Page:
Bowel cancer is currently the third most common type of cancer in England

The NHS has announced the expansion of its home-testing kits for bowel cancer in an effort to detect signs of the disease and diagnose it earlier.

The expansion of the NHS Bowel Cancer Screening Programme aligns with the health service’s aim of detecting cancers at an earlier stage when they are easier to treat.

Currently the third most common type of cancer in England and responsible for almost 43,000 new cases in the UK every year, bowel cancer starts in the large bowel (colon) and the back passage (rectum) of the body.

Through regular screening, the chances of successful treatment and survival are much higher.

First introduced in April 2019, every two years, the faecal immunochemical test (FIT) will be automatically sent to an additional 830,000 people in England, aged 54 years, to check for blood in a small stool sample, which can be a sign of bowel cancer.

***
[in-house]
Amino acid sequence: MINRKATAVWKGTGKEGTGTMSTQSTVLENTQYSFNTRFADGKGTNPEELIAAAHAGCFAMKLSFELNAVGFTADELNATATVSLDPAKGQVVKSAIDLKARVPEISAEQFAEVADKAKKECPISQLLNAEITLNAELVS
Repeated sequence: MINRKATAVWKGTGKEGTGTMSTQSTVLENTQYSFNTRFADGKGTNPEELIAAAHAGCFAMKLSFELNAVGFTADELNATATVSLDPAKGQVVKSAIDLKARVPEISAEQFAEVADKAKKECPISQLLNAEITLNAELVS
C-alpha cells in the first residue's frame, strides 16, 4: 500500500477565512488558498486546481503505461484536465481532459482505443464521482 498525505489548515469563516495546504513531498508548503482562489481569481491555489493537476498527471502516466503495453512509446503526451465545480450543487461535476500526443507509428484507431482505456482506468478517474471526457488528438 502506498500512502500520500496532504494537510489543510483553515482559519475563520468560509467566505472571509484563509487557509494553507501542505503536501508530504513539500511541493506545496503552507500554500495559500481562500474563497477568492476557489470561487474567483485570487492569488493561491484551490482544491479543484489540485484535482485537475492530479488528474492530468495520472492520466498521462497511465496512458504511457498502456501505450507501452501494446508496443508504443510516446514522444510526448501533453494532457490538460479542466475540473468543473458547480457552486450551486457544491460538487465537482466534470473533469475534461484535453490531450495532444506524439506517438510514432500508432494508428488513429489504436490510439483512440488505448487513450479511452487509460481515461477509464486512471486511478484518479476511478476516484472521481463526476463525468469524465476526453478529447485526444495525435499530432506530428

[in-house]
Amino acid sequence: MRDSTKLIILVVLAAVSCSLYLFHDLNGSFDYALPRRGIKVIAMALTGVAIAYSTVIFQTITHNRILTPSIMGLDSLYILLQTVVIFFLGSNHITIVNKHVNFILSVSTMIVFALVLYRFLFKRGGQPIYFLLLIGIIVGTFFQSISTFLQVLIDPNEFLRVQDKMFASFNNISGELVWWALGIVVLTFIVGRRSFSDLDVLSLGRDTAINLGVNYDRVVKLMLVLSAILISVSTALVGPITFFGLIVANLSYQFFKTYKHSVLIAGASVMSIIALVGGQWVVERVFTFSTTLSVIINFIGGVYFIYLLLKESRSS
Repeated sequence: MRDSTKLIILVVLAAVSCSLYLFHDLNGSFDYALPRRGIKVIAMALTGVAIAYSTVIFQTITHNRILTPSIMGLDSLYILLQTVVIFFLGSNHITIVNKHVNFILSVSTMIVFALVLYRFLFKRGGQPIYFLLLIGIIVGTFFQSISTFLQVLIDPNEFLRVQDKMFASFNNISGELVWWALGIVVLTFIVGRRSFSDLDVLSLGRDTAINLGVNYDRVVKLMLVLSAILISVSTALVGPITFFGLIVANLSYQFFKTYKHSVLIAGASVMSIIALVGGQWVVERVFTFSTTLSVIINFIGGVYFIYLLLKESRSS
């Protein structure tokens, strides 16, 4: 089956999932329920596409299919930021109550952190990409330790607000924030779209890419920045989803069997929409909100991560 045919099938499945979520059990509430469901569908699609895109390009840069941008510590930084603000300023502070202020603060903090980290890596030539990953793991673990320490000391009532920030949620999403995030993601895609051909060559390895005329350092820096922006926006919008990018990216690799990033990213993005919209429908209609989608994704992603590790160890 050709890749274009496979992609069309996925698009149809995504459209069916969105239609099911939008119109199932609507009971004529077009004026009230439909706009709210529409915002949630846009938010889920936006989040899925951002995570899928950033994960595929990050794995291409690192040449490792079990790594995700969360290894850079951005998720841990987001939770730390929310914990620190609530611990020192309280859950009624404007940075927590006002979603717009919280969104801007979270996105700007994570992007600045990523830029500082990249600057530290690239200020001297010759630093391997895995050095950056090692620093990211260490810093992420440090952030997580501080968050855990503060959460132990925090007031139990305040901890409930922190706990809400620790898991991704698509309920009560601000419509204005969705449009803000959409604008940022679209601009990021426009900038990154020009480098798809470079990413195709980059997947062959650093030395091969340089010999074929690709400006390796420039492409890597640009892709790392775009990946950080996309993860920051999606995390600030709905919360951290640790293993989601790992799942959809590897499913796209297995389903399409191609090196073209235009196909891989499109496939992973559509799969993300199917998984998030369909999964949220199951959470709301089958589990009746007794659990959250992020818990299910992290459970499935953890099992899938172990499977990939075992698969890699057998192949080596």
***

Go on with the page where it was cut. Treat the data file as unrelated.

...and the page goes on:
FIT kits can be done at home by putting a sample in a small tube and returning it by post to the NHS for testing.

Currently, the FIT kits are already available to everyone aged 56 to 74 years. People who are newly eligible will receive an invitation letter, along with their test, instructions and return packaging, and will be sent back their results, as well as information about further tests if needed.

Additionally, people aged 75 years and over can request a kit by contacting the NHS bowel cancer screening helpline.

Recent data has shown a national uptake increase of the kit from 59.2% to 67.8% since April 2019 and for every 100 people, two people who use the kit will require further testing.

“I would encourage anyone who is sent a kit to return their tests as quickly as you can… [to] ensure they are sent on for further tests and treatment,” said Steve Russell, national director for vaccinations and screening, NHS England.